On the eve of the national day of action for the “Fight for Fifteen” movement aimed at increasing the minimum wage to $15 per hour, Congressman Frank Pallone (D-6) and the healthcare-focused SEIU union held a phone in tele-townhall to discuss why they believe the proposed hike is a critical one. Currently the minimum wage in New Jersey sits at $8.38 per hour.
“I think it is so important, the fight for 15,” Pallone said. ”We know that New Jersey is a high cost of living state but the wages have stayed the same. New Jersey has a minimum wage of $8.38, which is the 12th in the nation. But, if you adjust it for cost of living it is almost at the bottom. It is just an impossible situation. If we raise wages for $15 per hour workers have a better chance of making a living wage and pay for things like housing and food that are basic necessities.”
According to Pallone a boost from the current minimum could “really improve the economy.” He thinks that, if wages were bumped, more money could be spent on recreation and entertainment and less government aid would be needed due to workers having enough funds to cover basic necessities like food, shelter and healthcare.
Pallone was also joined by 1199 SEIU Executive Vice President Milly Silva and healthcare workers from facilities throughout the state.
“It is not only possible, it is achievable,” Silva said. “Tomorrow thousands of workers are going to take to the streets. In a lot of ways this is about people wanting to achieve the American Dream. This is what this movement is about. We are encouraging people to stand up for $15 per hour.”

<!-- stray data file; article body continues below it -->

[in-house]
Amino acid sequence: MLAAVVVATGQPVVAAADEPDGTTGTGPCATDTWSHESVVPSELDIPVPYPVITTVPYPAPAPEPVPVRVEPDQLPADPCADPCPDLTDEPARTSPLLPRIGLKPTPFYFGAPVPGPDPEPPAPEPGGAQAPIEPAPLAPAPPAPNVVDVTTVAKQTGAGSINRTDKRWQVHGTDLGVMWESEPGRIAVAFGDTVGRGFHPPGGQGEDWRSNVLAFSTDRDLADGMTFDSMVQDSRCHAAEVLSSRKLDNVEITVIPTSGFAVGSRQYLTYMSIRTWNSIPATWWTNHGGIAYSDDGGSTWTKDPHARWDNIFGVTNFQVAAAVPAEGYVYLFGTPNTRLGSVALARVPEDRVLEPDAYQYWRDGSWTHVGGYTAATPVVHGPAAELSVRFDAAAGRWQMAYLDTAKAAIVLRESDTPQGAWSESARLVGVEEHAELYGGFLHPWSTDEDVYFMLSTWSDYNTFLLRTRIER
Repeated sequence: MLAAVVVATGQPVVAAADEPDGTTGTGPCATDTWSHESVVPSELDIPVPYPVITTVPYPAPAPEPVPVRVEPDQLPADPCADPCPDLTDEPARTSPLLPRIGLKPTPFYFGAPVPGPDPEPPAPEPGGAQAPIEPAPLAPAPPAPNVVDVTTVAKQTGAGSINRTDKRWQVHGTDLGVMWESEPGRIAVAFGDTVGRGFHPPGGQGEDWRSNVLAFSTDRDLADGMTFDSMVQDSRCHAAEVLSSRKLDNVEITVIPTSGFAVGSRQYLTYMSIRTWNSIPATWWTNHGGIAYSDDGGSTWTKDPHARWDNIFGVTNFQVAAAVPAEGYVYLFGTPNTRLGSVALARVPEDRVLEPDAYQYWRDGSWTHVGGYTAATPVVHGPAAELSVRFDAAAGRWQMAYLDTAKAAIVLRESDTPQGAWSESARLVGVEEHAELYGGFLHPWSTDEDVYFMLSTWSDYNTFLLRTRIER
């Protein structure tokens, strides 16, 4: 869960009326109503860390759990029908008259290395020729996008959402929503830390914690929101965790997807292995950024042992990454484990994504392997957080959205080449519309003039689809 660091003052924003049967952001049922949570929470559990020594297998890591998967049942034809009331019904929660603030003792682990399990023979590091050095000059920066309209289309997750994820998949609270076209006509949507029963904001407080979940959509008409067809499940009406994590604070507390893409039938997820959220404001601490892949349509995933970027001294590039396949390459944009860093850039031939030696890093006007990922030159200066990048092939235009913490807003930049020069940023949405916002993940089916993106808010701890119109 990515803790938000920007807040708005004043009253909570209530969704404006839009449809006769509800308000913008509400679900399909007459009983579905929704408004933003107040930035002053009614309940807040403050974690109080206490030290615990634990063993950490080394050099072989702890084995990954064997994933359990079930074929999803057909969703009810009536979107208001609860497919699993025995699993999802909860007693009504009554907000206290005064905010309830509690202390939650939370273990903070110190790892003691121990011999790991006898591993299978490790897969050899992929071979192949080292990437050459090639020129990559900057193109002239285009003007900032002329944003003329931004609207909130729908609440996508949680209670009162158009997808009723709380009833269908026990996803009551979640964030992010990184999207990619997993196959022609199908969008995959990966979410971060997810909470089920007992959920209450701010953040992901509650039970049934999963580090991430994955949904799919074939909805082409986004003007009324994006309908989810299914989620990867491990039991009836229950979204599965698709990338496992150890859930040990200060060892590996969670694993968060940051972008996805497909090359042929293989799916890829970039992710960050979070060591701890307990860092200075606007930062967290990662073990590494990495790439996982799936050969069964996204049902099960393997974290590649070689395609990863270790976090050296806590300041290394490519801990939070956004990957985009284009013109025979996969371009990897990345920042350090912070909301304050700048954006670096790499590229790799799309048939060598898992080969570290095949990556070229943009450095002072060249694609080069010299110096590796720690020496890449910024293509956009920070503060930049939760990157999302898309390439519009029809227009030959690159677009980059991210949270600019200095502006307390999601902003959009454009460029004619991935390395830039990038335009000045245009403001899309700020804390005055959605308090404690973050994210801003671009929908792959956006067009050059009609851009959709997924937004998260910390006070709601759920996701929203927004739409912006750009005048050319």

On Tuesday at 3 p.m., healthcare workers will picket at three locations in New Jersey as part of the day of action. In Jersey City they will gather at Majestic Rehabilitation and Nursing Center, in Perth Amboy they will amass at AristaCare at Alameda and in Neptune City the picketers will be at Medicenter Rehabilitation and Nursing. Fast food workers are also planning a nationwide strike on Tuesday.
The Fight for Fifteen started three years ago when fast food workers started the call for a $15 minimum wage. In the time since, it has spread to a number of professions nationwide including retail and nursing home workers.
“In order to make ends meet on New Jersey’s minimum wage, you would have to work 94 hours per week,” Pallone said. “I think if people understand that they will be more sympathetic. The only way this is going to happen is if people mobilize.”